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Last May, during a state Assembly Education Committee meeting, Assemblywoman Shirley Weber implored her colleagues to approve a bill that would require evidence of student progress to be used in teacher evaluations.
“If we are not about the business of improving the lives of children, in multiple ways, then what the hell are we doing?” she asked. The question seemed fill the room.
By then, a Los Angeles Superior Court judge had overturned five state laws that governed how teachers are hired and fired. The case, Vergara v. California, is now on appeal. Months later, a poll conducted by USC and the Los Angeles Times showed that majority of those surveyed felt tenure was granted too early in California.
And here was Weber, a former educator and San Diego school board member who attributes her rise from a blighted Los Angeles neighborhood to education. She wasn’t just arguing for test scores to be folded into teacher evaluations – that would likely be a nonstarter, given the polarizations its inspired elsewhere.
Weber was asking to use multiple measures of student progress – portfolios, test scores, course completion – some way to know kids were making progress, and that teachers were delivering. In her plan, educators who couldn’t deliver wouldn’t just be axed and tossed away – they’d be given extra support. The state would provide additional funding to make possible extra supports for teachers.
But in the end, Weber’s colleagues applauded her boldness, then shot down the bill.
A year later, we are still grappling with these same questions. This is the main issue: How we can we build better teachers, attract more of them and get those people in front of more kids?
This is the reason we’ve asked Weber to join us next week, and the reason we’ve invited you and made it free. We’ll be at the Creative, Performing and Media Arts School in Clairemont on Tuesday at 6 p.m.
In advance, I thought I’d compile a few questions that readers have sent in, with a few additional ones of my own. Note: This is not an agenda for next week’s conversation, but hopefully provides some background.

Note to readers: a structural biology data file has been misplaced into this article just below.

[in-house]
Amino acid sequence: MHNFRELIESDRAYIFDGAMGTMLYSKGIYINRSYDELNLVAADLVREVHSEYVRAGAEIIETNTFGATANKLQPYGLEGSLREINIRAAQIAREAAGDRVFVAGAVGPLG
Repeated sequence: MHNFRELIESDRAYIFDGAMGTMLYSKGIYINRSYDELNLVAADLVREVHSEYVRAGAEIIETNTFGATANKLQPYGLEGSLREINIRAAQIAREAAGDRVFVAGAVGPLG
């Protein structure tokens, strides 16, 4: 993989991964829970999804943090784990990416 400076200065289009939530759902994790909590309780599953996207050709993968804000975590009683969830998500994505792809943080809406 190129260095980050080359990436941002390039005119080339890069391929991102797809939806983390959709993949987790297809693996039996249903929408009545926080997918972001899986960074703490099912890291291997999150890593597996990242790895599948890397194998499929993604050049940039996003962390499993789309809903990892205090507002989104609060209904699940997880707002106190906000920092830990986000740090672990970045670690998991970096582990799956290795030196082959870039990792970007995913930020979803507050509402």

Why and when did we ever come up with the tenure system?
Because tenure is such a hot topic in public education, you might think it’s a relatively recent creation. But it has been around for more than 100 years, and predates the collective bargaining power of teachers unions.
“Tenure has existed in K-12 public education since 1909, when ‘good-government’ reformers borrowed the concept from Germany. The idea spread quickly from New Jersey to New York to Chicago and then across the country. During the Progressive Era, both teachers unions and school-accountability hawks embraced the policy, which prevented teaching jobs from being given out as favors by political bosses. If it was legally difficult to fire a good teacher, she couldn’t be replaced by the alderman’s unqualified sister-in-law.
Tenure remains common in schools around the world, but since 2009, two-thirds of American states have weakened their teacher-tenure laws in response to President Obama’s Race to the Top program. California, where Governor Jerry Brown is far more sympathetic to the teachers unions than most governors, was not among them.”
In short, tenure started as a way to give educators intellectual freedom. With a kind of permanent status, teachers were protected from being fired simply because they were a woman, or black, or gay or an administrator just didn’t like their political affiliations.
How does tenure work?
In California, new teachers are given a “probationary status” for their first two years. They’re observed and evaluated, and it’s relatively easy to dismiss them. If after this time they earn permanent status, they get extra union-won legal protections, and it becomes much more costly and legally difficult to fire them.
Why is tenure so controversial?
A couple reasons. The one that gets most news is when teachers are found guilty of something heinous – or are just really, really bad at their jobs. Even in these cases it can be incredibly expensive and legally challenging to get rid of them.
The other part is how quickly tenure is earned in California. Permanent status is earned after two years, but the decision to keep or toss a probationary teacher must be made earlier than that. That doesn’t give principals much time to evaluate the educator before they have to make high-stakes decisions. California has one of the shortest probationary periods in the country. In most states, it takes at least three years to earn tenure.